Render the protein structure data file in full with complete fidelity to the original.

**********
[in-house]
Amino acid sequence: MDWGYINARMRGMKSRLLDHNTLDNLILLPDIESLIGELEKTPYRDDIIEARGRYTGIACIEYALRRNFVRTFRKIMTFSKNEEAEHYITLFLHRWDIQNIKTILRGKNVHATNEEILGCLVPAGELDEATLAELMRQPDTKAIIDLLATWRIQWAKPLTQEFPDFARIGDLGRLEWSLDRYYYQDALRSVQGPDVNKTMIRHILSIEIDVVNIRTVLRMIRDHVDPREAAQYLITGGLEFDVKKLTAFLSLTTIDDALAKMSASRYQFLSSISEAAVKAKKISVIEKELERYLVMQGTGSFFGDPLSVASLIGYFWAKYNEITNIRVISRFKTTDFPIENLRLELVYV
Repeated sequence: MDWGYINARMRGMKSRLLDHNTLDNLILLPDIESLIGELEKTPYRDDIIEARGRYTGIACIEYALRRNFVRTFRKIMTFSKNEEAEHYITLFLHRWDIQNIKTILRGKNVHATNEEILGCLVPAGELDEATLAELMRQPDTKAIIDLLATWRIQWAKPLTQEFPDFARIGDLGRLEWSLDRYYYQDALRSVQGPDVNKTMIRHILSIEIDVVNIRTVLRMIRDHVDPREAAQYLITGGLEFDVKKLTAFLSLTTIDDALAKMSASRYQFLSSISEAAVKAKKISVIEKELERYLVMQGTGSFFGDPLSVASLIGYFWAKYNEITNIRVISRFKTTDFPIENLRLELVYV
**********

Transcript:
[in-house]
Amino acid sequence: MDWGYINARMRGMKSRLLDHNTLDNLILLPDIESLIGELEKTPYRDDIIEARGRYTGIACIEYALRRNFVRTFRKIMTFSKNEEAEHYITLFLHRWDIQNIKTILRGKNVHATNEEILGCLVPAGELDEATLAELMRQPDTKAIIDLLATWRIQWAKPLTQEFPDFARIGDLGRLEWSLDRYYYQDALRSVQGPDVNKTMIRHILSIEIDVVNIRTVLRMIRDHVDPREAAQYLITGGLEFDVKKLTAFLSLTTIDDALAKMSASRYQFLSSISEAAVKAKKISVIEKELERYLVMQGTGSFFGDPLSVASLIGYFWAKYNEITNIRVISRFKTTDFPIENLRLELVYV
Repeated sequence: MDWGYINARMRGMKSRLLDHNTLDNLILLPDIESLIGELEKTPYRDDIIEARGRYTGIACIEYALRRNFVRTFRKIMTFSKNEEAEHYITLFLHRWDIQNIKTILRGKNVHATNEEILGCLVPAGELDEATLAELMRQPDTKAIIDLLATWRIQWAKPLTQEFPDFARIGDLGRLEWSLDRYYYQDALRSVQGPDVNKTMIRHILSIEIDVVNIRTVLRMIRDHVDPREAAQYLITGGLEFDVKKLTAFLSLTTIDDALAKMSASRYQFLSSISEAAVKAKKISVIEKELERYLVMQGTGSFFGDPLSVASLIGYFWAKYNEITNIRVISRFKTTDFPIENLRLELVYV